Do an audit of your strengths. “You want to pivot from a place of strength, to maximise the core skills you already have,” Ward explains. “I have a client who was a graphic designer and became a PT. All those branding and design skills were key to building her new business profile when the time came - she hasn’t abandoned any of her key strengths despite a big career pivot. Bolster some internal reflection with feedback from colleagues and trusted friends. Ask them what they think you’re good at and what tasks they’d trust you with.”
Work out what your boundaries are.“Making a successful pivot is often about changing a mindset. It’s about rewiring old patterns and learning new habits,’ explains Ward. “To make sure you leave your comfort zone put in strict boundaries. For example, if you want to work from home more. don’t say yes to a role with international travel. Find the strength to say no to the offers that aren’t what you dream of creating for yourself.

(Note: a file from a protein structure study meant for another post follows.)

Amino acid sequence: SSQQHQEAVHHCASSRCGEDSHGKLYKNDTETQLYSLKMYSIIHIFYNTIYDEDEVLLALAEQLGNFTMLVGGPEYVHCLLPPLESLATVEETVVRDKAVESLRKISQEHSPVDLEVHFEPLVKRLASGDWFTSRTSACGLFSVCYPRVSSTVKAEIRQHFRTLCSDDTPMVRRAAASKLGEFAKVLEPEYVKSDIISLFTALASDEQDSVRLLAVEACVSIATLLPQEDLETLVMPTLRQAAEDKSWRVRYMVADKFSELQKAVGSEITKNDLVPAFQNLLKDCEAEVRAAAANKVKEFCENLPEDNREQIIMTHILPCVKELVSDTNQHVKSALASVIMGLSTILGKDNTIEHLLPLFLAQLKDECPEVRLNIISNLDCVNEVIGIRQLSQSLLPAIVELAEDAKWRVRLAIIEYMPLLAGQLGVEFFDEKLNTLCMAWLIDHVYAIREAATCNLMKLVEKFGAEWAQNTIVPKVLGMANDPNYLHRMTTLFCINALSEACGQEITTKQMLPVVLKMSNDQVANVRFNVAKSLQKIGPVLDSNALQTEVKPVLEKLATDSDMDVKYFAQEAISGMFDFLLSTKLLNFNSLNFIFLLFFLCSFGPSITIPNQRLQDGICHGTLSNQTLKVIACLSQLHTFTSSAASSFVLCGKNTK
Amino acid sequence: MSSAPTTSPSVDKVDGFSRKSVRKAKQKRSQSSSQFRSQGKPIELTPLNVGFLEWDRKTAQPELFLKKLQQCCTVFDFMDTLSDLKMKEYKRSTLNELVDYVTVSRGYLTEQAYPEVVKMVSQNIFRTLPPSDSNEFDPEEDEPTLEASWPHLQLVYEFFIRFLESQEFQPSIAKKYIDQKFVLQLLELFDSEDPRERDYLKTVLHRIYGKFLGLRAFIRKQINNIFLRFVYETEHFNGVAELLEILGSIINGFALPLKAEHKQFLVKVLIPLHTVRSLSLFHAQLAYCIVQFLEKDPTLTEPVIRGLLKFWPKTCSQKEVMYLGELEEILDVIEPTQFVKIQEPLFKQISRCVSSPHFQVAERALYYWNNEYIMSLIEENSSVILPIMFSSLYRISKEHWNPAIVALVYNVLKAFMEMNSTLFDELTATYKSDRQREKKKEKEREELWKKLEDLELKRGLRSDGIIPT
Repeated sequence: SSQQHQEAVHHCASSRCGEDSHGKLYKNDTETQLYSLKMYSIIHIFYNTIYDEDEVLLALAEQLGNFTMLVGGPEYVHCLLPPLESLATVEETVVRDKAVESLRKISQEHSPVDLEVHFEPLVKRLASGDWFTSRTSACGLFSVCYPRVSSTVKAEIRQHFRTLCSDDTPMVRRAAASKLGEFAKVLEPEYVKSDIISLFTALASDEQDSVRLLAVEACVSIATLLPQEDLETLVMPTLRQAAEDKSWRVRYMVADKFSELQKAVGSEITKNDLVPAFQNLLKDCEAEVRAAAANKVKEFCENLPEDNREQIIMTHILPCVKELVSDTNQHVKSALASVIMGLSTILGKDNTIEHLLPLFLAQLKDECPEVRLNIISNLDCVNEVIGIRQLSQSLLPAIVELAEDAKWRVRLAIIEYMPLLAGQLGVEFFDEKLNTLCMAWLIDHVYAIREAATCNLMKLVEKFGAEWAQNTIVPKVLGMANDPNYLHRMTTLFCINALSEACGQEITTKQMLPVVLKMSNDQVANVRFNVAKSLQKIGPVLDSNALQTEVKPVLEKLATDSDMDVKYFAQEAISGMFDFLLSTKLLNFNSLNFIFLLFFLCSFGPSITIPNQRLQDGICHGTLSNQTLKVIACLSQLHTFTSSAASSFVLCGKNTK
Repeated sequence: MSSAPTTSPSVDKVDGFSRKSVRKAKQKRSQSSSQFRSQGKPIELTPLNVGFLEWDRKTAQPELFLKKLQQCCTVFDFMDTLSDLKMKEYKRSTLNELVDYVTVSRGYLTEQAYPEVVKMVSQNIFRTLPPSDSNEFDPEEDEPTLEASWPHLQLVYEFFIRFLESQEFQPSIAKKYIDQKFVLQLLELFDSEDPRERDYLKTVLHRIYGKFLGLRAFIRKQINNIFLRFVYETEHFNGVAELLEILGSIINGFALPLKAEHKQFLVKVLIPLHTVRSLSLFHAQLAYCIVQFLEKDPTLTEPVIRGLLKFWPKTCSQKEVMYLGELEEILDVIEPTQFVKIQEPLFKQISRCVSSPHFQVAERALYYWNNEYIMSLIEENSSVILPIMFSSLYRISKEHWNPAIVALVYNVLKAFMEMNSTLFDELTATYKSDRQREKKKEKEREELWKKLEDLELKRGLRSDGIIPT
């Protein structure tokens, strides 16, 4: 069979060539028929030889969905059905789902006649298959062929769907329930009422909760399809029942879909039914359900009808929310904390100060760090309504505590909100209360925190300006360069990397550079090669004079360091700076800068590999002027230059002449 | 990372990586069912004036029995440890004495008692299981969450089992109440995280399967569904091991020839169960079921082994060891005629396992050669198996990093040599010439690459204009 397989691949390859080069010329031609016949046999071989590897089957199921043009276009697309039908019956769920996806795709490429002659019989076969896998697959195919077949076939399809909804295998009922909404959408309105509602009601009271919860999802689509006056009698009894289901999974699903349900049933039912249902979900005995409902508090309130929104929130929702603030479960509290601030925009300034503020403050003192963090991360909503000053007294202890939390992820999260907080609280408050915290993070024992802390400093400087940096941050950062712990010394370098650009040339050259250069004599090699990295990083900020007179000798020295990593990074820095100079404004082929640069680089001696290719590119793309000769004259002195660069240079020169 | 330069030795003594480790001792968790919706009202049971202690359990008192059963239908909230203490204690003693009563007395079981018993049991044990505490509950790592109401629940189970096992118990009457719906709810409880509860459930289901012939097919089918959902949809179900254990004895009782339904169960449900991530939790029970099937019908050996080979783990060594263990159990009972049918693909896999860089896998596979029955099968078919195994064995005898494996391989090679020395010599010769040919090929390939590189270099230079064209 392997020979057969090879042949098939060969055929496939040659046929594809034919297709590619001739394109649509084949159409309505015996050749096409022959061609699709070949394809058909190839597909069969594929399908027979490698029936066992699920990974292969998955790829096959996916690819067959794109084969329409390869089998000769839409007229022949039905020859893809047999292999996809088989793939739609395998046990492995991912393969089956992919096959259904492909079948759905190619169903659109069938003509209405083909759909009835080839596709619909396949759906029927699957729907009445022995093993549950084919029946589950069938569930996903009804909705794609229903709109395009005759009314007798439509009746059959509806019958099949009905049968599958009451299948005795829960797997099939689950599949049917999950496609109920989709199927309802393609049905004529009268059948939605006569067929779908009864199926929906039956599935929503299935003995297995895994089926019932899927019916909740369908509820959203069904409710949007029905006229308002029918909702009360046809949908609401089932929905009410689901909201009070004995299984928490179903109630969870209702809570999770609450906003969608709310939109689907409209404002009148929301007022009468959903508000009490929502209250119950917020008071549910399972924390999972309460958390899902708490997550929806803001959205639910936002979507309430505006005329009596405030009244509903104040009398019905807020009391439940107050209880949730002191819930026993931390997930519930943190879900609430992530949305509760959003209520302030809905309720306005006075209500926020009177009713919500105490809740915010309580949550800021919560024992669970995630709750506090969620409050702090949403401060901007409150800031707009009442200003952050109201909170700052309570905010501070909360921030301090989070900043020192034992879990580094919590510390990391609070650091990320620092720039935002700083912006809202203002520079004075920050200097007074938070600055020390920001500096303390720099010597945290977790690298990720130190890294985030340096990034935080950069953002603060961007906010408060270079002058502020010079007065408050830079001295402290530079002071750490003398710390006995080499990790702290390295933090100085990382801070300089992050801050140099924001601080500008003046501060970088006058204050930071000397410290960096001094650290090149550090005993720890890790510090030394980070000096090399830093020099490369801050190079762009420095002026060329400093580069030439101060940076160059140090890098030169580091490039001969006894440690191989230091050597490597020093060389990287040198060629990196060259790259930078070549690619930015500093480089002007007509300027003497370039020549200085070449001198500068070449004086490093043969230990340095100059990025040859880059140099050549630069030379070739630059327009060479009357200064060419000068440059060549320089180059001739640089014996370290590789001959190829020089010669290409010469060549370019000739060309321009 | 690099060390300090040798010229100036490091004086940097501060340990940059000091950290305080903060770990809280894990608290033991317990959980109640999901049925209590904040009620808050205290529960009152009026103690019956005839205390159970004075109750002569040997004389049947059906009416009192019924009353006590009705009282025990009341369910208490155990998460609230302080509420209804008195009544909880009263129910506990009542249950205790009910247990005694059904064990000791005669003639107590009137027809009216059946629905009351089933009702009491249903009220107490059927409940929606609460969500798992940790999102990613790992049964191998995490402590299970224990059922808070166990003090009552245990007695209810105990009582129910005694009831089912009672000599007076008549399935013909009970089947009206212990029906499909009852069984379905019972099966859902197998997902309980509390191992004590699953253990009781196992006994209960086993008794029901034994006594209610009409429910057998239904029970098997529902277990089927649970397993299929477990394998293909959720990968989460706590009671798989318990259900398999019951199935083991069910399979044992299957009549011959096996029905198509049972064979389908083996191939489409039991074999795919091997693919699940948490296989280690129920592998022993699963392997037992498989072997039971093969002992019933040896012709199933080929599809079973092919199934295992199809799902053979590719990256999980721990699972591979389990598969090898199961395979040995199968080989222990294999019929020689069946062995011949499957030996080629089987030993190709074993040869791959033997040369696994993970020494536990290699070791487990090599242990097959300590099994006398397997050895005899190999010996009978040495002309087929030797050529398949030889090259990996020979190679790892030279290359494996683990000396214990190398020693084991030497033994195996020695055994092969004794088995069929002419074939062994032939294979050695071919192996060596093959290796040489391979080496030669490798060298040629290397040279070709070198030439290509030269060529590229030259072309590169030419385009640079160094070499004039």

Don’t just plan in theory - to avoid wasted time and disappointment, walk in your dream shoes as soon as you can. ’For more than six years I dreamed of starting up a Yorkshire pudding street food stall,’ admits Ward. ‘I finally spent six months building a business plan. Eventually I went to a street food market and talked to a successful stall holder and realised after about 20 minutes it was not a life I wanted for myself at all. Dream abandoned. I really should have done my due diligence a lot sooner.’
Find some pivot pals. ‘Ask people who’ve done it the questions you need answering,’ advises Ward. ‘Go with one very specific question and only ask for 15 minutes of their time.’ Also, she adds, ‘Consider a professional coach. They will hold you to account, help you set targets and are a great sounding board. Expect to make an investment of around £1500-£2000 over a six month period. Most coaches work remotely now and will do check in sessions every few weeks.”